Why Paul Goldschmidt and Jake Lamb should be All-Stars

Paul Goldscmidt. Mandatory Credit: Mark J. Rebilas-USA TODAY Sports
Paul Goldscmidt. Mandatory Credit: Mark J. Rebilas-USA TODAY Sports /

There aren’t too many Diamondbacks worthy of the All-Star title this season, as the team’s 36-43 record would indicate. As is typically the case with Arizona, Paul Goldschmidt is an exception to this rule.

After getting off to a slow start to the season, Goldschmidt is currently on an offensive tear with a .395 batting average in his last 30 games played. He’s currently second among NL first basemen, sitting at .304, thus far.

He sits tied for fifth in home runs with 14, second in OPS at .958, and leads all major leaguers with a .436 on-base percentage and 63 walks. Goldy also tops all NL first baseman with 3.2 WAR, which places him third among all NL hitters.

Anthony Rizzo is the leading vote-getter at first base. He leads his position with 55 RBI, and is second with 18 dingers.

While this sort of dominance deserves a plethora of votes and a look at the possible starting role during this year’s mid-summer classic, I’m not convinced that Rizzo’s NL-leading 2,630,039 votes stack up fairly to Goldschmidt’s 977,889.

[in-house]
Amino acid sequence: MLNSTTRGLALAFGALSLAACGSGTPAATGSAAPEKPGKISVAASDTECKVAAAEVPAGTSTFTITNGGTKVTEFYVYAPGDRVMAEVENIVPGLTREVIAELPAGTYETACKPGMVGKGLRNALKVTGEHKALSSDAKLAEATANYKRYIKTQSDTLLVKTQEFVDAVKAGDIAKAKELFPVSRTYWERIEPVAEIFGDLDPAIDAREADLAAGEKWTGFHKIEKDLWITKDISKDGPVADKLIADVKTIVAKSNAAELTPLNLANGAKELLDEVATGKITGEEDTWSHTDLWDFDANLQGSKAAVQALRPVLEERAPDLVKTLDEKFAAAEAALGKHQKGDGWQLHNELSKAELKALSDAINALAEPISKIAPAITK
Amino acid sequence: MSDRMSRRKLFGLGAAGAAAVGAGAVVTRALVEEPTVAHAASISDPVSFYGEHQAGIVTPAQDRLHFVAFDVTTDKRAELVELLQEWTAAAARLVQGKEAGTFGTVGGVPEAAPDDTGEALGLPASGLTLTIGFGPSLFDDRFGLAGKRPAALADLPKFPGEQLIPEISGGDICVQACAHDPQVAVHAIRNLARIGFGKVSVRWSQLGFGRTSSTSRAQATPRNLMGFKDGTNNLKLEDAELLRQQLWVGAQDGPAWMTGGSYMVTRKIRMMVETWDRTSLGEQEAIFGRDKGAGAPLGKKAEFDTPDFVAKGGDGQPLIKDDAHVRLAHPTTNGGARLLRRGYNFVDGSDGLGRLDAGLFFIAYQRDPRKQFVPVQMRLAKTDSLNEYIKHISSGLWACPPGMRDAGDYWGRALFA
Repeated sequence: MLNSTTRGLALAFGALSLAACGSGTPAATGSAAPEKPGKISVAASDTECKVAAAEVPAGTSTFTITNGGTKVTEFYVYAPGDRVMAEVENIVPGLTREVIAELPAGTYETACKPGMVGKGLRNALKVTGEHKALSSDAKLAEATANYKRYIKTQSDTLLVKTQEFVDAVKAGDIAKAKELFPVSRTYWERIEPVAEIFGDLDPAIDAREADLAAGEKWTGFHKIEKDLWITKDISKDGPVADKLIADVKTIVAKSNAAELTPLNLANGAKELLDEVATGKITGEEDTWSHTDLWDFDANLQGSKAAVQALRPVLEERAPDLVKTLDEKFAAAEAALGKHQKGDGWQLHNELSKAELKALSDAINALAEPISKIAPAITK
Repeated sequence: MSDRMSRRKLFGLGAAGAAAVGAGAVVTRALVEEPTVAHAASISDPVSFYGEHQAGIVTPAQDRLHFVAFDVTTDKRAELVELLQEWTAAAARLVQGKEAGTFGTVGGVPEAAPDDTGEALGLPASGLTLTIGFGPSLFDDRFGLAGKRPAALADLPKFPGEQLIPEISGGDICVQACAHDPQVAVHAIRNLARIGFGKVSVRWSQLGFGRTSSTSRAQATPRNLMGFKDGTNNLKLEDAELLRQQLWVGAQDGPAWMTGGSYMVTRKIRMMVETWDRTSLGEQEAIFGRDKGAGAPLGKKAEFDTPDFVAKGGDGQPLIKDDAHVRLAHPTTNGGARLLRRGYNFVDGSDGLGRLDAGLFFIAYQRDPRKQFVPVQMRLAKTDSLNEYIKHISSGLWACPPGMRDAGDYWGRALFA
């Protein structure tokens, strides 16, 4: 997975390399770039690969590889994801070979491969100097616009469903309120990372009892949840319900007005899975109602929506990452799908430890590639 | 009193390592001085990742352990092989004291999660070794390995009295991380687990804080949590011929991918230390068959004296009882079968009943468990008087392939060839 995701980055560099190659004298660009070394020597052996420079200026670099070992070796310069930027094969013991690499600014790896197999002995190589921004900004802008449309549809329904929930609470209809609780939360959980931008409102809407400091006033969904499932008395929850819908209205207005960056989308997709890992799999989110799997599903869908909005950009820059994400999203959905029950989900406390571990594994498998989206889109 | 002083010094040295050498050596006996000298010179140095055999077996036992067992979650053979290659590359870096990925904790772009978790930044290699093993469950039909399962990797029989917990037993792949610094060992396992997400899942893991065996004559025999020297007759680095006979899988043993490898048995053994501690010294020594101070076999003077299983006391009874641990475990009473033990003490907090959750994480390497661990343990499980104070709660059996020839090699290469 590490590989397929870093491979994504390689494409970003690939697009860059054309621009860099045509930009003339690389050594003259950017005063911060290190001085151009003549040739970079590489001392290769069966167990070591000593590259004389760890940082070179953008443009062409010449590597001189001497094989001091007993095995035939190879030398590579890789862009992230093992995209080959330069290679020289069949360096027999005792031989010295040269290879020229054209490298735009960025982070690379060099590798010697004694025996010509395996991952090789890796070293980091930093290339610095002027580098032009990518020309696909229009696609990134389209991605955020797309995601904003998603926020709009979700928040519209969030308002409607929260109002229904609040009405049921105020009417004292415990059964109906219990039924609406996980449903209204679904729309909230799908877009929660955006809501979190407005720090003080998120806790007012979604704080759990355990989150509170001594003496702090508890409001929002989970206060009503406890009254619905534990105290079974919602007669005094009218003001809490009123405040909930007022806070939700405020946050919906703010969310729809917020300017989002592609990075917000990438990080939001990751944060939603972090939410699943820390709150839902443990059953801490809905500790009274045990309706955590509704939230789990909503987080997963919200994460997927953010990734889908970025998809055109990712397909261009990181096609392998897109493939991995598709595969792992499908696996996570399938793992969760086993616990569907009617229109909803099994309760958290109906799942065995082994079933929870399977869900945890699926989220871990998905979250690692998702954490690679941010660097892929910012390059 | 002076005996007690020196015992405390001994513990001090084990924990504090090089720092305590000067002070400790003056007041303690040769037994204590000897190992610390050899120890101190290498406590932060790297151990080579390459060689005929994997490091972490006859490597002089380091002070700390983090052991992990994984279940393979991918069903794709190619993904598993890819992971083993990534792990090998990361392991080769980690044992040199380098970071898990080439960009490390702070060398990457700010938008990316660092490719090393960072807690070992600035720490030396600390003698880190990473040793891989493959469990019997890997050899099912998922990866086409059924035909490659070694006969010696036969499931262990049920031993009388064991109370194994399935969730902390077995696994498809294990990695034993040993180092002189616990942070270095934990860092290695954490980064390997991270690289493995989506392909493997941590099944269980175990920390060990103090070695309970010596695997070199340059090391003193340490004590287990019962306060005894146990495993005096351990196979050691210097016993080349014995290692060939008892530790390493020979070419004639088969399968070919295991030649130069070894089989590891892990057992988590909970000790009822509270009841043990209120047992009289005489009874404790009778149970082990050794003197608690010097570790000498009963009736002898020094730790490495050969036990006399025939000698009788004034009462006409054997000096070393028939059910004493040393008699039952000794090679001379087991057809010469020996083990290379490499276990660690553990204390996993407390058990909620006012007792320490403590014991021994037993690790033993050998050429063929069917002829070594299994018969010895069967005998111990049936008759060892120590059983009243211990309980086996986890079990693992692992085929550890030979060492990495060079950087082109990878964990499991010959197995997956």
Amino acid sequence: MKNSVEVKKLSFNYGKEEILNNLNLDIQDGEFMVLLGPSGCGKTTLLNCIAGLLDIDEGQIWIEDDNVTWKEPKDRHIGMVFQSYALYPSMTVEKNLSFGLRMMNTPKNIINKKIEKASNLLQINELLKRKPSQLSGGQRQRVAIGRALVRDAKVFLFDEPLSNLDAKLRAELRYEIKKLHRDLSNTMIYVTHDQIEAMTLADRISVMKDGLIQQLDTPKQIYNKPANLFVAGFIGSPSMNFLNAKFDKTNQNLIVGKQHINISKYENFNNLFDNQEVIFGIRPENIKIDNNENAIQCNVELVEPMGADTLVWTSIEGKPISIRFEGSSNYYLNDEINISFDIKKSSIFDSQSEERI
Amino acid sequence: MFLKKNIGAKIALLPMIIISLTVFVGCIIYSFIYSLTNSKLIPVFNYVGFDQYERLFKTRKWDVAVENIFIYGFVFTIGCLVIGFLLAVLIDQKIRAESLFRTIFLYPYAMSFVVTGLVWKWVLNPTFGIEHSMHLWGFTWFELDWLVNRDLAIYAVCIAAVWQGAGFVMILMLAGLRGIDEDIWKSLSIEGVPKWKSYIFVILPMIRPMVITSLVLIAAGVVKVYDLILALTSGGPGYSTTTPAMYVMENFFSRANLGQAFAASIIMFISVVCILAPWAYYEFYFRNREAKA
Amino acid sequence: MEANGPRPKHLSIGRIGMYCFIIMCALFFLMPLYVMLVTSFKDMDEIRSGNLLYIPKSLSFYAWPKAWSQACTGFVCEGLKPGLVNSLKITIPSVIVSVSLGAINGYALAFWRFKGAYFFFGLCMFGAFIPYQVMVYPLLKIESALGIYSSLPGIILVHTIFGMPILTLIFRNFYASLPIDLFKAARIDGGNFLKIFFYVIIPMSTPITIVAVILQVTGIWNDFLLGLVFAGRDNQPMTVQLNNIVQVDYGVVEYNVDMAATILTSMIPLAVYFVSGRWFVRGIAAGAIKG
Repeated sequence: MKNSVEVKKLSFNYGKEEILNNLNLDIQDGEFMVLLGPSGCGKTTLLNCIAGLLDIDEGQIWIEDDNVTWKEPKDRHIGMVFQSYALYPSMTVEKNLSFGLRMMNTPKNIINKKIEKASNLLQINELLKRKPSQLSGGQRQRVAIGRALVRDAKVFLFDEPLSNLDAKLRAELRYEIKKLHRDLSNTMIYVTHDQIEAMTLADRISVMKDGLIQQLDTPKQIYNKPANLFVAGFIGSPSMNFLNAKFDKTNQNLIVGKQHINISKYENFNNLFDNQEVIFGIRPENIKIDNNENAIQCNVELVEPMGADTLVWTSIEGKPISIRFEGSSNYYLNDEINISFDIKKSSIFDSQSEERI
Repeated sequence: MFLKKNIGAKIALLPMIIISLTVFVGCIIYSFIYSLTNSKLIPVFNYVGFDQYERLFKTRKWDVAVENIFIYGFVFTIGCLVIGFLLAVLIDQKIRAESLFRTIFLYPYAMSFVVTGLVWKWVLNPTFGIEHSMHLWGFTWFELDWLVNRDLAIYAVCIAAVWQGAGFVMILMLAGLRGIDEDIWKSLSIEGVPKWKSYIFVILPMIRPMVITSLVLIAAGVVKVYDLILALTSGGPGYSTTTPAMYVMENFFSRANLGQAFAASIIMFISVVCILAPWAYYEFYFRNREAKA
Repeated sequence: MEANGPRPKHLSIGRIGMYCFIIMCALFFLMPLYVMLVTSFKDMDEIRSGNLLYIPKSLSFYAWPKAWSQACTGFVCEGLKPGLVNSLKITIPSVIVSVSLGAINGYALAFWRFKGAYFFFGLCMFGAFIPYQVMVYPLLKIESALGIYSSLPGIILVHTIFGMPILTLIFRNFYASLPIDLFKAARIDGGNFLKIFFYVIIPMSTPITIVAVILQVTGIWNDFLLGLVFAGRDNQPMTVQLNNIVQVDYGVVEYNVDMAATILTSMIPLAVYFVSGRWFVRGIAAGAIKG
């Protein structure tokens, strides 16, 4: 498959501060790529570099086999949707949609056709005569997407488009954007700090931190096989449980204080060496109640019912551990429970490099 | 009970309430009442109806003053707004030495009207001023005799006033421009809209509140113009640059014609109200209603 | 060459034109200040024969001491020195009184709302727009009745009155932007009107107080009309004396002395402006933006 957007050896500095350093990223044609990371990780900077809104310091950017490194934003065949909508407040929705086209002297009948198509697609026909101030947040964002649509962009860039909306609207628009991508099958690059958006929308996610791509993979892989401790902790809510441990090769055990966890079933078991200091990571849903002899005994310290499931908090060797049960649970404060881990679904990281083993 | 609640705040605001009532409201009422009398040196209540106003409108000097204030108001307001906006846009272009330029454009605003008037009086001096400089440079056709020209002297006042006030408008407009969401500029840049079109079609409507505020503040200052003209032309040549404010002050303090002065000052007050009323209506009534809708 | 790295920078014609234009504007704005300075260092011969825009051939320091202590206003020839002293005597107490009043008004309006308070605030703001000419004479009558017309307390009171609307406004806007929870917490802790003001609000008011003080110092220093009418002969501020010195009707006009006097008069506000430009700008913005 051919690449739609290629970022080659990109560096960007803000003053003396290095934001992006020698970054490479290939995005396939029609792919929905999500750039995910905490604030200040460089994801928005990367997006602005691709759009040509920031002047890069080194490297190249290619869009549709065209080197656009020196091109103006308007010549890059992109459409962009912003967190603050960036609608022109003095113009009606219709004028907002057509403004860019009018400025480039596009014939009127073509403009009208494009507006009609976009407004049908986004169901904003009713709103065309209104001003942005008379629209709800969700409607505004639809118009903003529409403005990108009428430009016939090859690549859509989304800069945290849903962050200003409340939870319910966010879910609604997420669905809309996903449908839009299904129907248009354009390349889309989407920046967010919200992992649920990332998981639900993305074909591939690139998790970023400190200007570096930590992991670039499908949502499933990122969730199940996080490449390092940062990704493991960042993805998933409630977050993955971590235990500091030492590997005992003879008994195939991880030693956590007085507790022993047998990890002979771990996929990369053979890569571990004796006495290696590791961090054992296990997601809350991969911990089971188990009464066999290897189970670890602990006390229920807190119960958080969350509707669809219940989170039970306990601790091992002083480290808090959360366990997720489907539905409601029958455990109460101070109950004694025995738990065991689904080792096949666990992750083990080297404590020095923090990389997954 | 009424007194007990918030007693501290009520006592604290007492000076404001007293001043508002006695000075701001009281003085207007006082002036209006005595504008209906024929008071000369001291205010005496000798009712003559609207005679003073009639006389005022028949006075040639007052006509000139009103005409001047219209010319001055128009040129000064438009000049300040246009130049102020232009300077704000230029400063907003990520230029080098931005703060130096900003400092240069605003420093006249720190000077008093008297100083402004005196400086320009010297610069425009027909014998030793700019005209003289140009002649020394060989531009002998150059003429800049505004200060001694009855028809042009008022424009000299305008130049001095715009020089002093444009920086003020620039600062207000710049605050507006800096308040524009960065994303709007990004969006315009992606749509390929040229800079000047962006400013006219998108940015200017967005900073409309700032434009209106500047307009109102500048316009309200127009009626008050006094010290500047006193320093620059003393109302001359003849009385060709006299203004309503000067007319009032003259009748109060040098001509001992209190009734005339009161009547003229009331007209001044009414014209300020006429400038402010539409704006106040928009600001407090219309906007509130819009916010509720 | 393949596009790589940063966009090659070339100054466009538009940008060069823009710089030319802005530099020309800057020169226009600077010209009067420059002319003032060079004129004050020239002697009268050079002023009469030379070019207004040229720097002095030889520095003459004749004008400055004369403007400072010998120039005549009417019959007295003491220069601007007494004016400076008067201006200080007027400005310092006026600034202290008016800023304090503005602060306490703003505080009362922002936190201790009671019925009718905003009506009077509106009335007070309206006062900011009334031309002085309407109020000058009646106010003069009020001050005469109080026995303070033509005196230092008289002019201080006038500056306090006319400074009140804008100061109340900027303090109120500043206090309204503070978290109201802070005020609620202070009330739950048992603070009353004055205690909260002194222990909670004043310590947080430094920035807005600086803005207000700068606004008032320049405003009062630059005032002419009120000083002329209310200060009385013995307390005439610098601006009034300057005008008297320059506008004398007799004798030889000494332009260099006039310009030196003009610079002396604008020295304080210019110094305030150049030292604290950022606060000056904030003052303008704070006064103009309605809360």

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This places him well behind at third place in the voting. “America’s First Baseman,” ironically, lacks the national notoriety of the beloved Cubs.

This situation is not a new one here in the desert, either. 2015 saw D-Backs fans make a turnaround with the #VoteGoldy push that saw him go from third place behind Rizzo and Dodgers first baseman Adrian Gonzalez, although that was much earlier in the voting than six days prior to the ballot conclusion.

Despite not leading the league in any major offensive category, Jake Lamb, who is actually leading the team in homers and RBI, deserves a serious look.

He ranks mostly in the top five in all important offensive categories at third base, placing him among baseball’s elites on the ho corner. Due to a heavily-stacked offensive class of third baseman, he lies on the fringes of a selection on this year’s NL roster.

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It’s a safe to bet to wager that Terry Collins, who is this year’s NL manager after leading the Mets to the 2015 World Series and ultimately losing to the Kansas City Royals in five games, will make a selection of Goldy as a reserve. Jake Lamb should be in the mix at third as well.